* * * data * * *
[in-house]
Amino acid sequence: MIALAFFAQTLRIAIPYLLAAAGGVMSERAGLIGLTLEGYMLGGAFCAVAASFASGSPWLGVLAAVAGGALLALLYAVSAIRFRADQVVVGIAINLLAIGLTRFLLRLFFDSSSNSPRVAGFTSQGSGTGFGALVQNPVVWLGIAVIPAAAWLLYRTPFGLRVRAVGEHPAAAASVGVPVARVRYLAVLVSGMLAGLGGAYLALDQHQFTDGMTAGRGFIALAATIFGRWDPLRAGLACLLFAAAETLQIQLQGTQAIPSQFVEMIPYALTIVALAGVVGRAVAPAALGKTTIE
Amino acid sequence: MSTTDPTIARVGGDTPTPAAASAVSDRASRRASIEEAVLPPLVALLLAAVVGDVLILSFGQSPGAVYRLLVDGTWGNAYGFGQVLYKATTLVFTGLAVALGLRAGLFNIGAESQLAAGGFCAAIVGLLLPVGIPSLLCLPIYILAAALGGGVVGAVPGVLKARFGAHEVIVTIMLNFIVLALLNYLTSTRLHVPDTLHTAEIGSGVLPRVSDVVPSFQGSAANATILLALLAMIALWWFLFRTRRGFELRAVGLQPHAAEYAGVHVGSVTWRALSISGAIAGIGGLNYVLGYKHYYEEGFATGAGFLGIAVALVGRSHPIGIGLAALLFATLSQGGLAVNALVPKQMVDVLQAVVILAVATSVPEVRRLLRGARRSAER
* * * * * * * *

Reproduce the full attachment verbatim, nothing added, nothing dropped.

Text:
[in-house]
Amino acid sequence: MIALAFFAQTLRIAIPYLLAAAGGVMSERAGLIGLTLEGYMLGGAFCAVAASFASGSPWLGVLAAVAGGALLALLYAVSAIRFRADQVVVGIAINLLAIGLTRFLLRLFFDSSSNSPRVAGFTSQGSGTGFGALVQNPVVWLGIAVIPAAAWLLYRTPFGLRVRAVGEHPAAAASVGVPVARVRYLAVLVSGMLAGLGGAYLALDQHQFTDGMTAGRGFIALAATIFGRWDPLRAGLACLLFAAAETLQIQLQGTQAIPSQFVEMIPYALTIVALAGVVGRAVAPAALGKTTIE
Amino acid sequence: MSTTDPTIARVGGDTPTPAAASAVSDRASRRASIEEAVLPPLVALLLAAVVGDVLILSFGQSPGAVYRLLVDGTWGNAYGFGQVLYKATTLVFTGLAVALGLRAGLFNIGAESQLAAGGFCAAIVGLLLPVGIPSLLCLPIYILAAALGGGVVGAVPGVLKARFGAHEVIVTIMLNFIVLALLNYLTSTRLHVPDTLHTAEIGSGVLPRVSDVVPSFQGSAANATILLALLAMIALWWFLFRTRRGFELRAVGLQPHAAEYAGVHVGSVTWRALSISGAIAGIGGLNYVLGYKHYYEEGFATGAGFLGIAVALVGRSHPIGIGLAALLFATLSQGGLAVNALVPKQMVDVLQAVVILAVATSVPEVRRLLRGARRSAER